What is Transaminitis: Causes, Symptoms, Treatment

What is Transaminitis?

Transaminitis is not a medical condition but actually points towards an underlying medical condition that may be affecting the liver. The meaning of the term Transaminitis is elevated transaminases which are enzymes secreted by the liver.

Whenever the liver is not functioning properly due to any disease condition then the levels of the transaminases increase causing Transaminitis. The function of transaminases is to facilitate metabolic process in the body. There are basically two types of transaminases namely alanine transaminase of ALT and aspartate transaminase or AST.

A dysfunctional liver is always a cause for concern as the liver is a crucial organ of the body and any disease to this part of the body is usually fatal in the long run and if not properly treated. Thus it is extremely important to diagnose the cause of a dysfunctional liver at the earliest possible time and the best way to do it by detecting the presence of Transaminitis.

This will allow the treatment to begin at an earlier stage and help the liver to recover and prevent any further progression of the disease process. In some cases, the damage done to the liver can also be reversed if there is early detection of Transaminitis.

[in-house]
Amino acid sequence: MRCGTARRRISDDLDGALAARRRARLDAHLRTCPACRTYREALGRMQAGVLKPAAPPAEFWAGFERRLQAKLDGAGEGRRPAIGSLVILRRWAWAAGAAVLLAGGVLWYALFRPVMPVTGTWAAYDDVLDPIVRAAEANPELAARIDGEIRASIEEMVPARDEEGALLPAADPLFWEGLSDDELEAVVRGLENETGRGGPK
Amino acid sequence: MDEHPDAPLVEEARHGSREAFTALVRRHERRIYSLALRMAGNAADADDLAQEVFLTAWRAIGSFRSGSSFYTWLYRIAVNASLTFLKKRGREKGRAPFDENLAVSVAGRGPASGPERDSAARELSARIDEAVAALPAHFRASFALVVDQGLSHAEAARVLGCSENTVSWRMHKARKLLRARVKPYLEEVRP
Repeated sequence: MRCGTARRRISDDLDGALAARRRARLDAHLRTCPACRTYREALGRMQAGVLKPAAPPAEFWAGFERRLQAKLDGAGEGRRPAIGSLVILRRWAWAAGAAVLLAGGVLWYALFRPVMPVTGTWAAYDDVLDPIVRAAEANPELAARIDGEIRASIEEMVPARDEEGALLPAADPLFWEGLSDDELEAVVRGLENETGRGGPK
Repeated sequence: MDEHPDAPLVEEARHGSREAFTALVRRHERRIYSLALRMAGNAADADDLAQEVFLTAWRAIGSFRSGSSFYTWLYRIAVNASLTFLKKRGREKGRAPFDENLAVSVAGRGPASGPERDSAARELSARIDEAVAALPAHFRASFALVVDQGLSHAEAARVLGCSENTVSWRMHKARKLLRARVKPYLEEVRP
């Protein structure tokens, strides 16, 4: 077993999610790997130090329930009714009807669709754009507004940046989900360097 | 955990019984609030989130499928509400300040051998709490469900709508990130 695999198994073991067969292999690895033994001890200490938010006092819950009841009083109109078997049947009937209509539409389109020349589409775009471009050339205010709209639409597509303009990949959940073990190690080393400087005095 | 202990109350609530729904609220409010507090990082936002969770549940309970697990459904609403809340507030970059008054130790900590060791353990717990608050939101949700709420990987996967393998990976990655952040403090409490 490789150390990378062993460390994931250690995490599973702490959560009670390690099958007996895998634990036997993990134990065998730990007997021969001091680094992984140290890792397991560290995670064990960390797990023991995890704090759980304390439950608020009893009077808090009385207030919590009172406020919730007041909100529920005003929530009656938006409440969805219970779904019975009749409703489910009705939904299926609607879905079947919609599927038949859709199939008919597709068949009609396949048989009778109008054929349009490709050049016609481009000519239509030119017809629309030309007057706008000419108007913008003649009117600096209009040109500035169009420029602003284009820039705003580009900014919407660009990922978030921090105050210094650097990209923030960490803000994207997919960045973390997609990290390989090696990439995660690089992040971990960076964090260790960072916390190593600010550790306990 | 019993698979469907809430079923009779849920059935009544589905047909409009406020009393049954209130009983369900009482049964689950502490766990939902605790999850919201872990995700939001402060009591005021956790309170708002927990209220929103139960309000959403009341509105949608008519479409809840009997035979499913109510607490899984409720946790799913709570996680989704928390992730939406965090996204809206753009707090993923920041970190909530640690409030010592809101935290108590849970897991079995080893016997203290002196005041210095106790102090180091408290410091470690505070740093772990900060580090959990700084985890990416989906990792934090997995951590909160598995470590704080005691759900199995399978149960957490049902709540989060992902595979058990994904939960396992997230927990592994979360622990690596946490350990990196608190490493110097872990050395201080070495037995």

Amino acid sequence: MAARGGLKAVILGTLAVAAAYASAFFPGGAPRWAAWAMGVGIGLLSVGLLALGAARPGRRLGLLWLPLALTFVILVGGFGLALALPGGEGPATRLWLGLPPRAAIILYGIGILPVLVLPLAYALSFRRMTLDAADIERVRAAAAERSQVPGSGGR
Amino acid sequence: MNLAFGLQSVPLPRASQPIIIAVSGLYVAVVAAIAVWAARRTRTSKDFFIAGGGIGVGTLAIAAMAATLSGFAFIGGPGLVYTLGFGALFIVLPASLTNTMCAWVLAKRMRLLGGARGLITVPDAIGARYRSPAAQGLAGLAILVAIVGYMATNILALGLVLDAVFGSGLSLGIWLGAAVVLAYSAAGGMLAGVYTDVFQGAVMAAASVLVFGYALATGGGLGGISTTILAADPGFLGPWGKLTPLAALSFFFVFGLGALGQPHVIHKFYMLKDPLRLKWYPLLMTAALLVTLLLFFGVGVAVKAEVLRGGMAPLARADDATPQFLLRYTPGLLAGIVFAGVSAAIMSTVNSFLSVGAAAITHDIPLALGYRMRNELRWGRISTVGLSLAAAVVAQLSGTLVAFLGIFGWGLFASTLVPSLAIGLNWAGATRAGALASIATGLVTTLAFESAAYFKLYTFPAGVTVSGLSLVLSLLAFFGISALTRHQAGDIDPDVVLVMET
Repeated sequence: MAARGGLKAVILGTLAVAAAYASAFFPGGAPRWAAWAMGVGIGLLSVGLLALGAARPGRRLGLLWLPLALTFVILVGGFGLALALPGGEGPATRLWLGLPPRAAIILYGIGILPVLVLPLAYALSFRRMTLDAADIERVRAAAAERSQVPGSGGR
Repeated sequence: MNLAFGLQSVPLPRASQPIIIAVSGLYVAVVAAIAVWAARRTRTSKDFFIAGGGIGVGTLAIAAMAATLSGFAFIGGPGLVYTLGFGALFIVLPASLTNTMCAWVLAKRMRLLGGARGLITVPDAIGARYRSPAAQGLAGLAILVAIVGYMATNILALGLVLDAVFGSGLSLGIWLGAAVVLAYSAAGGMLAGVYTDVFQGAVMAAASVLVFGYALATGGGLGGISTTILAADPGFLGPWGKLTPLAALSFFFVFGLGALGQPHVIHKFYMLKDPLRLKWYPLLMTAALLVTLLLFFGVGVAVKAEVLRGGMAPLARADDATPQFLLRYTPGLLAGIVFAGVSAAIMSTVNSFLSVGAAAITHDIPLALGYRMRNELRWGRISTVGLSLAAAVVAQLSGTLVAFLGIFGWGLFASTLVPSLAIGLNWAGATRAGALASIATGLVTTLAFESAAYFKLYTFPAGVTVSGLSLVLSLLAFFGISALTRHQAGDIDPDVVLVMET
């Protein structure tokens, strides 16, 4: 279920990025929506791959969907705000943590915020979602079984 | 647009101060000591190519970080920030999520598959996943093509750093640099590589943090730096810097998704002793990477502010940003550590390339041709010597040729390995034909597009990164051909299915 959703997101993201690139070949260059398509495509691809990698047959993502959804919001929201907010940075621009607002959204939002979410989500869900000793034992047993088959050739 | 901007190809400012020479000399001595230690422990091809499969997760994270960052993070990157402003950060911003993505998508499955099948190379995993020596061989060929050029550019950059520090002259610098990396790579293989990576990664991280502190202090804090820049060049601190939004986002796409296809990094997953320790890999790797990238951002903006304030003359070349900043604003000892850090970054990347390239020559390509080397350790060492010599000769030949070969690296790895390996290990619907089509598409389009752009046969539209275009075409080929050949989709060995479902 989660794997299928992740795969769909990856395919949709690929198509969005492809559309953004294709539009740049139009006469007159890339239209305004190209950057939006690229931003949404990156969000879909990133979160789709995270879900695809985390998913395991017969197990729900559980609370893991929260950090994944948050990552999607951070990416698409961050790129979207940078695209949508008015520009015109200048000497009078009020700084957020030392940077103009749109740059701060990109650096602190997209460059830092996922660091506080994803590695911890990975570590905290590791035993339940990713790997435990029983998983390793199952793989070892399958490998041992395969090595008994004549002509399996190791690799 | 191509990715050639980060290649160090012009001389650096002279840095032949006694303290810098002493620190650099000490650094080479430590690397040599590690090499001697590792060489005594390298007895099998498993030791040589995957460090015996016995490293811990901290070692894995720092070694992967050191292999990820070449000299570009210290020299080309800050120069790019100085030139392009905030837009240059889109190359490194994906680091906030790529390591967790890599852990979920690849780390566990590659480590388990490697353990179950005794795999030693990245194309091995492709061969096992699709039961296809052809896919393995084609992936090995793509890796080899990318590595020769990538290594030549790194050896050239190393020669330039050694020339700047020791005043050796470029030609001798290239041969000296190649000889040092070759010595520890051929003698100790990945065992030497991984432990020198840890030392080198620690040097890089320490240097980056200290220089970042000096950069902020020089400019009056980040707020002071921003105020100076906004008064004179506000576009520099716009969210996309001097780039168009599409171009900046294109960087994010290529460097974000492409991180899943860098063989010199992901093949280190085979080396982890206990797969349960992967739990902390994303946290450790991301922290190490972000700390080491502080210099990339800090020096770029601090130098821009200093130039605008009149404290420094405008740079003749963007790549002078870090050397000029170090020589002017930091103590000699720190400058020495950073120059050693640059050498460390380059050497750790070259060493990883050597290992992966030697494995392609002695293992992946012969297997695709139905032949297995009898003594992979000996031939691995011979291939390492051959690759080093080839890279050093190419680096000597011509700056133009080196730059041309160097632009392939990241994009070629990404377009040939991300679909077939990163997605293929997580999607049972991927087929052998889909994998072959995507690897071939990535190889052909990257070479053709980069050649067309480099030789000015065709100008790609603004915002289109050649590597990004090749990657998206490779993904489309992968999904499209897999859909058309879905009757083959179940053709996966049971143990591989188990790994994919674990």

What is Transaminitis?

What are the Causes of Transaminitis?

There can be numerous causes for Transaminitis or elevation of transaminases and not all the causes may be due to a dysfunctional liver. Hypercholesterolemia, side effects of certain medications, or use of certain herbal supplements may also result in development of Transaminitis.

Statins are a common cause of Transaminitis as a potential side effect. Transaminitis not only points towards a liver disease but in some cases it is also an indicator towards other potentially serious medical condition. Elevated levels of AST may point towards a heart disease causing Transaminitis.

What are the Symptoms of Transaminitis?

An individual with mild form of Transaminitis may not experience any symptoms but in cases of significant elevation of AST and ALT then the first sign will be yellowing of the skin and the whites of the eyes with other signs of jaundice.

Gradually as the jaundice worsens the individual will start experiencing lethargy, weakness, tiredness, along with pain in the abdomen and cloudy colored urine. The individual will also have light colored stools as a result of blockage of the bile duct due to Transaminitis.

Frequent itching is also one of the symptoms which may suggest Transaminitis as there is accumulation of toxins due to a dysfunctional liver in the skin and blood producing an itching sensation. This will be followed by edema of the feet and ankles suggesting acute form of Transaminitis.

What are Some of the Medical Conditions That Transaminitis Points to?

Transaminitis most commonly indicates a liver disease but the exact type of illness needs to be diagnosed as there are many diseases which can affect the liver causing Transaminitis.

Some of the common diseases which Transaminitis points to are: